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Scientific Investigations Report 2011–5042

Magnitude and Frequency of Floods for Urban and Small Rural Streams in Georgia, 2008

Prepared in cooperation with the Georgia Department of Transportation, Preconstruction Division, Office of Bridge Design

Anthony J. Gotvald and Andrew E. Knaak

ABSTRACT

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A study was conducted that updated methods for estimating the magnitude and frequency of floods in ungaged urban basins in Georgia that are not substantially affected by regulation or tidal fluctuations. Annual peak-flow data for urban streams from September 2008 were analyzed for 50 streamgaging stations (streamgages) in Georgia and 6 streamgages on adjacent urban streams in Florida and South Carolina having 10 or more years of data. Flood-frequency estimates were computed for the 56 urban streamgages by fitting logarithms of annual peak flows for each streamgage to a Pearson Type III distribution. Additionally, basin characteristics for the streamgages were computed by using a geographical information system and computer algorithms.

Regional regression analysis, using generalized least-squares regression, was used to develop a set of equations for estimating flows with 50-, 20-, 10-, 4-, 2-, 1-, 0.5-, and 0.2-percent annual exceedance probabilities for ungaged urban basins in Georgia. In addition to the 56 urban streamgages, 171 rural streamgages were included in the regression analysis to maintain continuity between flood estimates for urban and rural basins as the basin characteristics pertaining to urbanization approach zero. Because 21 of the rural streamgages have drainage areas less than 1 square mile, the set of equations developed for this study can also be used for estimating small ungaged rural streams in Georgia. Flood-frequency estimates and basin characteristics for 227 streamgages were combined to form the final database used in the regional regression analysis. Four hydrologic regions were developed for Georgia. The final equations are functions of drainage area and percentage of impervious area for three of the regions and drainage area, percentage of developed land, and mean basin slope for the fourth region. Average standard errors of prediction for these regression equations range from 20.0 to 74.5 percent.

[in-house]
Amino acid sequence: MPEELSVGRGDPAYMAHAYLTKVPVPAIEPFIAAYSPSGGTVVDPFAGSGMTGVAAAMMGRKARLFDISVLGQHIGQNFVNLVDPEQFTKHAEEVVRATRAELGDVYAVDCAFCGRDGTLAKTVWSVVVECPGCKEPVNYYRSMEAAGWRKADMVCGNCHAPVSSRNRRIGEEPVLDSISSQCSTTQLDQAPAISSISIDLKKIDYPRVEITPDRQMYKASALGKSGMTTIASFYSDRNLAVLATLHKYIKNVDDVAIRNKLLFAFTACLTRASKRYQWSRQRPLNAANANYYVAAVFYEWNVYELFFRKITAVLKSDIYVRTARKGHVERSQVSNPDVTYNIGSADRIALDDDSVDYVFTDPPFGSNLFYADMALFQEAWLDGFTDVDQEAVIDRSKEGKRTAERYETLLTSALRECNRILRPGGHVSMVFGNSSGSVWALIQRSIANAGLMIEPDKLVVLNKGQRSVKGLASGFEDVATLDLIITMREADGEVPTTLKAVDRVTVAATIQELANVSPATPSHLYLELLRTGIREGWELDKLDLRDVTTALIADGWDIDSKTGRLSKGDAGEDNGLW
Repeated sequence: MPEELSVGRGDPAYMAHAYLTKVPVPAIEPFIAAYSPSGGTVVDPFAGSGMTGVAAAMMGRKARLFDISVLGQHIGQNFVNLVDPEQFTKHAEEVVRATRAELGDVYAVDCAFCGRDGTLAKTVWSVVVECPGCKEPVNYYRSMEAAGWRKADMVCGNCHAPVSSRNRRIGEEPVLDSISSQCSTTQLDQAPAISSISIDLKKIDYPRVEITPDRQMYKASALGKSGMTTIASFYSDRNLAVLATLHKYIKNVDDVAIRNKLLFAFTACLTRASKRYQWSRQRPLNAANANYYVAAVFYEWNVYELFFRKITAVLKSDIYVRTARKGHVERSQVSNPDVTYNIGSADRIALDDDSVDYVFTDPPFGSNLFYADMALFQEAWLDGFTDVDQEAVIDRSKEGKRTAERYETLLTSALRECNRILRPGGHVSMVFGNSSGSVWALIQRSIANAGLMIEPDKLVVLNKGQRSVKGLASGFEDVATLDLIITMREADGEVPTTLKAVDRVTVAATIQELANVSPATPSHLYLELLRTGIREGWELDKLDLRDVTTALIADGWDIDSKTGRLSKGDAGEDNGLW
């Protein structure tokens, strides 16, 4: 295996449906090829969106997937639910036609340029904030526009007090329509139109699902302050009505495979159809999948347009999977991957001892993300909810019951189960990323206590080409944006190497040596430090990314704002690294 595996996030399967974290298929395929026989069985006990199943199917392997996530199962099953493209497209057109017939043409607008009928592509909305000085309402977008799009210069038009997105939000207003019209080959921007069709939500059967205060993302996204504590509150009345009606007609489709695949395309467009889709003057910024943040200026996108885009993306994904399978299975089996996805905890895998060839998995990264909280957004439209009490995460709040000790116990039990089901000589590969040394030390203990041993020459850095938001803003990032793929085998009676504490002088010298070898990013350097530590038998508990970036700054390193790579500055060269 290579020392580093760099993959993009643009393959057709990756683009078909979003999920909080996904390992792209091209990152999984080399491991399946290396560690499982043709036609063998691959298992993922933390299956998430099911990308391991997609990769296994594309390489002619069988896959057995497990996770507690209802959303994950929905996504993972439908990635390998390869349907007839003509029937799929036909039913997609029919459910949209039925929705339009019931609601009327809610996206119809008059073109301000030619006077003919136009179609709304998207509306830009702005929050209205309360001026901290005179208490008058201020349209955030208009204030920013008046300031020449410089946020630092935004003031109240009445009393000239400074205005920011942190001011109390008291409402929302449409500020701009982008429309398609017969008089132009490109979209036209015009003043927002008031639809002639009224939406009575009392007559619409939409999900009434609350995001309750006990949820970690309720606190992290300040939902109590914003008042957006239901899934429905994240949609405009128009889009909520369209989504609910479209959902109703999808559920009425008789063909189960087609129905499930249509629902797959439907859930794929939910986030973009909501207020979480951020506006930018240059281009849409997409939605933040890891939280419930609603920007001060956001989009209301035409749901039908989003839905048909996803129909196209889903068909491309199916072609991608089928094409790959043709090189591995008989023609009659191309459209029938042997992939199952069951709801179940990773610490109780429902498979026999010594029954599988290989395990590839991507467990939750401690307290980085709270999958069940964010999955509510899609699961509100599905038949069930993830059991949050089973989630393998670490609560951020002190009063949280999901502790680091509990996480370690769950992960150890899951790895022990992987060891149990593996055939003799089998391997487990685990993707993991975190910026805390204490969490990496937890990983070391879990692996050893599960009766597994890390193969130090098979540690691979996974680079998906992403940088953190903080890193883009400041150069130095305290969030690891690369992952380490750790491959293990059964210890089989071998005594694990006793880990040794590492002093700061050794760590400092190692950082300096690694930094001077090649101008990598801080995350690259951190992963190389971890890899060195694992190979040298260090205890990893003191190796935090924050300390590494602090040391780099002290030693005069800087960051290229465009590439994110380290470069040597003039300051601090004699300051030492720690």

For additional information contact:
Director, Georgia Water Science Center
U.S. Geological Survey
3039 Amwiler Rd.
Suite 130
Atlanta, GA 30360-2824
http://ga.water.usgs.gov/

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Suggested citation:

Gotvald, A.J., and Knaak, A.E., 2011, Magnitude and frequency of floods for urban and small rural streams in Georgia, 2008: U.S. Geological Survey Scientific Investigations Report 2011–5042, 39 p.



Contents

Abstract

Introduction

Purpose and Scope

Previous Studies

Acknowledgments

Data Compilation

Peak-Flow Data

Physical and Climatic Basin Characteristics

Estimation of Flood Magnitude and Frequency at Urban Streamgages

Estimation of Flood Magnitude and Frequency at Ungaged Urban Sites

Regression Analysis

Regionalization of Flood-Frequency Estimates

Regional Regression Equations

Accuracy and Limitations

Estimation of Flood Magnitude and Frequency at Small Rural Ungaged Sites

Summary and Conclusions

References Cited


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